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‘Beavis and Butt-Head Do the Universe' Sees Mike Judge's Horny MTV Duo Make Their Triumphant Return

Added 06-22-22 09:49:01am EST - “The animated metalhead doofuses are back in a new film?"the first since 1996?"that finds them in modern times and dealing with concepts like white privilege.” - Thedailybeast.com

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Posted By TheNewsCommenter: From Thedailybeast.com: “Beavis and Butt-Head Make Their Triumphant, Horny Return ”. Below is an excerpt from the article.

The animated metalhead doofuses are back in a new film—the first since 1996—that finds them in modern times and dealing with concepts like white privilege.

The world has only grown stupider over the past three decades, making the return of animation’s crown princes of idiocy, Beavis and Butt-Head, long overdue. Arriving June 23 on Paramount+ (along with their entire MTV TV series catalog), Beavis and Butt-Head Do the Universe is an admirable follow-up to 1996’s Beavis and Butt-Head Do America, proving that amusing inanity never goes out of style. In fact, such absurdity transcends eras, as does the senseless duo in their latest adventure, which follows them through a time-space portal that transports them from the cozy confines of 1998 to the perplexing landscape of 2022.

Situating Beavis and Butt-Head in a modern context would seem like a premise ripe for pointed satire, and there are definitely a few digs at contemporary culture sprinkled throughout Beavis and Butt-Head Do the Universe. Yet for the most part, the film’s scenario is merely an excuse for the same brand of braindead chuckling and sexual puns that have always defined Mike Judge’s comedy. Judge once again voices both hyperactive blonde-haired Beavis and nonchalantly doltish Butt-Head in this sci-fi saga (which he wrote with Lew Morton), whose animation—from famed studio Titmouse—is as familiar as its protagonists’ dim dispositions and dynamic. There’s nothing especially new here except the particulars of this narrative, which makes sense considering that Beavis and Butt-Head are entertaining precisely because of their reliably juvenile and horny responses to everything and everyone they encounter.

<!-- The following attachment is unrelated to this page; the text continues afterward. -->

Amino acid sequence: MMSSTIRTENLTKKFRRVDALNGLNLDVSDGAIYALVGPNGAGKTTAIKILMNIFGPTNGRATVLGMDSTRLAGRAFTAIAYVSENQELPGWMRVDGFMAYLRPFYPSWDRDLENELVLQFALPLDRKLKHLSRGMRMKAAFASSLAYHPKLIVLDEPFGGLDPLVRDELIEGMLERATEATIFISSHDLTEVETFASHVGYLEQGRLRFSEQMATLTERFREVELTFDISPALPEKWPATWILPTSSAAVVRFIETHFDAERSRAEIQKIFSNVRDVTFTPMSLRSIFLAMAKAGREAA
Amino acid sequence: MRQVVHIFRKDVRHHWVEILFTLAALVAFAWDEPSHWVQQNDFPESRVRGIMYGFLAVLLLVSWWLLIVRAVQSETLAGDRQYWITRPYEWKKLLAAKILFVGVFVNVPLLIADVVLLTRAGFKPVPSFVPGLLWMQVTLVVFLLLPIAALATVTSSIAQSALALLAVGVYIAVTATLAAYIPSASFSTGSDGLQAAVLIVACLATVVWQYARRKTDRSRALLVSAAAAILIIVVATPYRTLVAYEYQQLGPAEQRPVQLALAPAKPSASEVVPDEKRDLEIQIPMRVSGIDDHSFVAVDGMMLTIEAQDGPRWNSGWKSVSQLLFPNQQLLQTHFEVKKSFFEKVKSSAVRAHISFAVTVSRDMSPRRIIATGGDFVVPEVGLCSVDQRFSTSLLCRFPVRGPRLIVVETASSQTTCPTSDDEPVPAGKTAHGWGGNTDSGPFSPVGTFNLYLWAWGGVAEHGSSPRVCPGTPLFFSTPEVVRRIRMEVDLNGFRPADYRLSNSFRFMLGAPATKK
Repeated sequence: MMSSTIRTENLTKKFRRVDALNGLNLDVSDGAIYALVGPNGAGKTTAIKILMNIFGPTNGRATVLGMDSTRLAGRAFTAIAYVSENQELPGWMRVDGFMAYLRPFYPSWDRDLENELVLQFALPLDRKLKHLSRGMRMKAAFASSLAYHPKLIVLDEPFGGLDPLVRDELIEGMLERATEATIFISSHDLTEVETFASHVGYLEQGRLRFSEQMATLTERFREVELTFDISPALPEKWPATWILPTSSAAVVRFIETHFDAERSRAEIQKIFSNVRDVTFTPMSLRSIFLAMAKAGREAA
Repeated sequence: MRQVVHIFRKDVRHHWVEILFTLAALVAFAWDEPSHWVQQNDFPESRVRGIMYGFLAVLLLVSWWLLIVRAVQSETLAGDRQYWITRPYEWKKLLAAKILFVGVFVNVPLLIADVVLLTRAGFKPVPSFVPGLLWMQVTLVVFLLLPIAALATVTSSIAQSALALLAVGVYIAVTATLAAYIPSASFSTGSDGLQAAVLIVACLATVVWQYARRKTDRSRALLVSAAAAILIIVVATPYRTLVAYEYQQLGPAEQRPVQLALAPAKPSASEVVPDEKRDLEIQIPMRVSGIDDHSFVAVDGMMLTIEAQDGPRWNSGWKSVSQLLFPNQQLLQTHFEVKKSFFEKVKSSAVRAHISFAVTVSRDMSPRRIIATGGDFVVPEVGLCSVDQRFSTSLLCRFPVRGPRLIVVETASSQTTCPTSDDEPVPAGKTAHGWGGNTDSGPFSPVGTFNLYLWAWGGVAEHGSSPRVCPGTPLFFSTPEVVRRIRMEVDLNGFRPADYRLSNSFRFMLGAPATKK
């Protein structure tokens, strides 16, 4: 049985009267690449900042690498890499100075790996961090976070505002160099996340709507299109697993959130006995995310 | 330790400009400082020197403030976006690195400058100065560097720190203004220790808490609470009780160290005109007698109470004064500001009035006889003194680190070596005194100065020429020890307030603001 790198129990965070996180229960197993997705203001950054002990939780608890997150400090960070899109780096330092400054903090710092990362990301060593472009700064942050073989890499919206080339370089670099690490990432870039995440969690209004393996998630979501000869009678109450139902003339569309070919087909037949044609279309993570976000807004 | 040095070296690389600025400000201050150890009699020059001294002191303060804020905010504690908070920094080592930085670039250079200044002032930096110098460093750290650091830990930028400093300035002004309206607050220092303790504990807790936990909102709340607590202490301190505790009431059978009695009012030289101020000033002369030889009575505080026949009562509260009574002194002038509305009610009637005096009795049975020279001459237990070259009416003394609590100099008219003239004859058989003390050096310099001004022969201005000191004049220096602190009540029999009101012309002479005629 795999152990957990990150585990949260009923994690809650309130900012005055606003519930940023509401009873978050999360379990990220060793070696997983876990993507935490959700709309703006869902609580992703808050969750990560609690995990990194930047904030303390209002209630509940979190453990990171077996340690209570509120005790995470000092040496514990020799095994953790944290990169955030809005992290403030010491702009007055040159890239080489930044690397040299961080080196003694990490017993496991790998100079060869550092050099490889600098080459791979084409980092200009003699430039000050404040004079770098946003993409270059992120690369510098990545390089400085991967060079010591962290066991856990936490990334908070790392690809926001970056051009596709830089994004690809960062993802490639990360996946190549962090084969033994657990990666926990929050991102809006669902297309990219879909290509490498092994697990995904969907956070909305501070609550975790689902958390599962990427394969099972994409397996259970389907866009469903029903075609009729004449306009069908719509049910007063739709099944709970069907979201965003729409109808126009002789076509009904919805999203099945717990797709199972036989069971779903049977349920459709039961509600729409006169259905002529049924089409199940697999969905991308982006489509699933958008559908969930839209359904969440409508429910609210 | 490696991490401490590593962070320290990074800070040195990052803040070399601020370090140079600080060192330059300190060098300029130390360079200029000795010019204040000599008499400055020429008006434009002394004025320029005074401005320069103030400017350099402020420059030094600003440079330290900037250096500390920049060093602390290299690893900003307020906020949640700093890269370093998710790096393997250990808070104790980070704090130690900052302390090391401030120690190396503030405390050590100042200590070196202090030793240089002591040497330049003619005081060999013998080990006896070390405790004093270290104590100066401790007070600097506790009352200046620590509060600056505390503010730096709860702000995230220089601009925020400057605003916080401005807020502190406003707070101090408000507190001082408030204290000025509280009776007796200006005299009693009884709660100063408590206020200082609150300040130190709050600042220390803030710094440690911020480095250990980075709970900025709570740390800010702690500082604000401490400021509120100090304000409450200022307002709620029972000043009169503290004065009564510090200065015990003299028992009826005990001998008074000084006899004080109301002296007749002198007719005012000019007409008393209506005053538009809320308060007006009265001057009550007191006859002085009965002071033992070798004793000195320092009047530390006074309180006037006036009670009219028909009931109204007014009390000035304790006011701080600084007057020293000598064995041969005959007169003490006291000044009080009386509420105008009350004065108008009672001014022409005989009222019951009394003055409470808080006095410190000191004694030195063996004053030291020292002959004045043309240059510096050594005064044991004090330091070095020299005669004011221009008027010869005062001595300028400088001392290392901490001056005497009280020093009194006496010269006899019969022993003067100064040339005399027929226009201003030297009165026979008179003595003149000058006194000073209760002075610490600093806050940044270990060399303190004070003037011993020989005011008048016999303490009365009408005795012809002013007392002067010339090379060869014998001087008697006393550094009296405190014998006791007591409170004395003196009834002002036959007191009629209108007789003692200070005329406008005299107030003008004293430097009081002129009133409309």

“There you have it—the greatest story ever told,” intones Butt-Head at the conclusion of directors John Rice and Albert Calleros’ Beavis and Butt-Head Do the Universe, and though that description is certainly up for debate, what’s not in question is the fact that Judge’s metalhead morons remain icons of perpetual witlessness. As they describe it, their second feature film is a “tale of two heroes on a quest to score. Across time and space. It’s a story of sex, violence, and power,” and it opens at the 1998 Highland High School science fair, where the winner will be awarded a trip to NASA space camp. For Butt-Head, however, it’s just a random venue at which he can partake in one of his favorite pastimes: repeatedly kicking Beavis in the nads. This leads to the sort of fiery mayhem that is pyromaniac Beavis’ bread and butter, and it lands them in court, where a judge makes the unlikely decision to try rehabilitating these wayward youths by sending them to said camp at Johnson Space Center, whose sign immediately prompts Butt-Head to quip, “It says Johnson.”

Beavis and Butt-Head care about nothing except banging their heads to rock and attempting to lose their virginity, the latter something they appear destined to never achieve. Still, they become convinced they’re going to get it on with a woman when space shuttle captain Serena Ryan (Andrea Savage)—who’s always accompanied by her pitifully underappreciated and resentful lieutenant commander Jim Hartson (Nat Faxon)—shows them the docking mechanism that will be used to connect her craft to the Mir space station on a mission to deliver a telescope used for observing black holes. This giant apparatus looks and works just like a penis and a vagina, and thus Beavis and Butt-Head are instantly mesmerized. Upon proving their preternatural adeptness at controlling this phallic machine, they’re enlisted to join Ryan and her crew on their assignment—a task they readily accept because Ryan promises they can “do it for real” in space.

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